Natural disaster shocks and macroeconomic growth in Asia: evidence for typhoons and droughts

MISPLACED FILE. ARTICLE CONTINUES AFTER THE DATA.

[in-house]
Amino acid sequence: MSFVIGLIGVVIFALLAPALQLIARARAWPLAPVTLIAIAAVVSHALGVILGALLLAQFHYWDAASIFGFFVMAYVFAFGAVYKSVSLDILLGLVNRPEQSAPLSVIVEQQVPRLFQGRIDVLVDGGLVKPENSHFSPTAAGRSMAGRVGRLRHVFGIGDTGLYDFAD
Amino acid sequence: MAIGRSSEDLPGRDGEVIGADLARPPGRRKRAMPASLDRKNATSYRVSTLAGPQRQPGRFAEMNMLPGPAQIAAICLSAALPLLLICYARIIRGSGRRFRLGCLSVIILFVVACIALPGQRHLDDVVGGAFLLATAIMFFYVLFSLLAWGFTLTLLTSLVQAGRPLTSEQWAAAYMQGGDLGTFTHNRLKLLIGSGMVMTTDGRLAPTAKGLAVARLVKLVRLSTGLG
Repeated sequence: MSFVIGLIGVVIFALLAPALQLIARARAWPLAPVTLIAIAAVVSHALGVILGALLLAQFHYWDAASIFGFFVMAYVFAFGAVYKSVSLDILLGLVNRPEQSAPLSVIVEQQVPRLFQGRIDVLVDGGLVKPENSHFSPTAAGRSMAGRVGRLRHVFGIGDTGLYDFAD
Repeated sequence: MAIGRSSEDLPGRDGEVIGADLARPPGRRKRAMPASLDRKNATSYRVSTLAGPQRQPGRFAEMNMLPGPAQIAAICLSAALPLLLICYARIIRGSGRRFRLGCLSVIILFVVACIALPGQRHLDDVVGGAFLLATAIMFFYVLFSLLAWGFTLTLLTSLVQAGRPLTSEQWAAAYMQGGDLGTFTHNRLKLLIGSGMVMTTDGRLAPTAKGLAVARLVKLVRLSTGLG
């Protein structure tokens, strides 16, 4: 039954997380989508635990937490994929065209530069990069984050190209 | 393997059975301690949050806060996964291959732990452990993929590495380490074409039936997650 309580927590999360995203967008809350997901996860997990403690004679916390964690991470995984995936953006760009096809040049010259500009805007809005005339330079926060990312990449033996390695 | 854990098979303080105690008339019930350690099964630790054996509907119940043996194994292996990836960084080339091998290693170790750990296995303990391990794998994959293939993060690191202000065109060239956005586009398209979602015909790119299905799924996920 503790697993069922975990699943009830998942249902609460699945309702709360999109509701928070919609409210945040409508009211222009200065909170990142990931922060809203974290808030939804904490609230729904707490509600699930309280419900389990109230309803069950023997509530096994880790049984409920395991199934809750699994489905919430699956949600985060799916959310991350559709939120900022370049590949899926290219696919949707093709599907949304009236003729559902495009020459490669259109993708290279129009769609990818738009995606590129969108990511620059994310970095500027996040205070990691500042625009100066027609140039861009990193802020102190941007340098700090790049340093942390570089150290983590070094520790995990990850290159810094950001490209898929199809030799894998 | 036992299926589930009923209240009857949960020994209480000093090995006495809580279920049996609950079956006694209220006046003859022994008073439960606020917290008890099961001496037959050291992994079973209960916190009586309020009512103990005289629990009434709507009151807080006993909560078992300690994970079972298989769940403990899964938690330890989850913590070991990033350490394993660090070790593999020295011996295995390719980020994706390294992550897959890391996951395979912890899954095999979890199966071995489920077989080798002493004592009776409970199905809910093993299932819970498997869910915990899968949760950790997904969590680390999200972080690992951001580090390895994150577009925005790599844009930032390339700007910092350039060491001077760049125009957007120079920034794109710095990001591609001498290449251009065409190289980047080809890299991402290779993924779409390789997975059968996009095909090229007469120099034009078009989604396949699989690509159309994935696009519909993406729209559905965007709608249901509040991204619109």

Climate-related natural disaster shocks are expected to rise as the earth is getting warmer, which will adversely affect growth prospects globally. Current robust estimates of the effects of typhoons and droughts point to both short- and long-term declines in national incomes compared to predisaster trends and economic effects likely to persist up to 2 decades. Using the typhoon landfalls and damage in Asia, analyze the wind–damage relationship and find damages to gross domestic product increase by 2.3% for an increase in maximum wind speed. The extreme projected temperature rise in Representative Concentration Pathway (RCP) 8.5 will result in higher damage by more than 50% in 2100. Vulnerable developing Asian economies could expect dampened growth with significant impacts on agriculture and tourism, a concern that may roll back years of development gains and exacerbate inequality. To cope with increasing disaster risks, both short-term adaptation strategies like relocation, government transfers, and other social safety nets, as well as long-term strategies like disaster insurance or similar ex ante mechanisms are needed.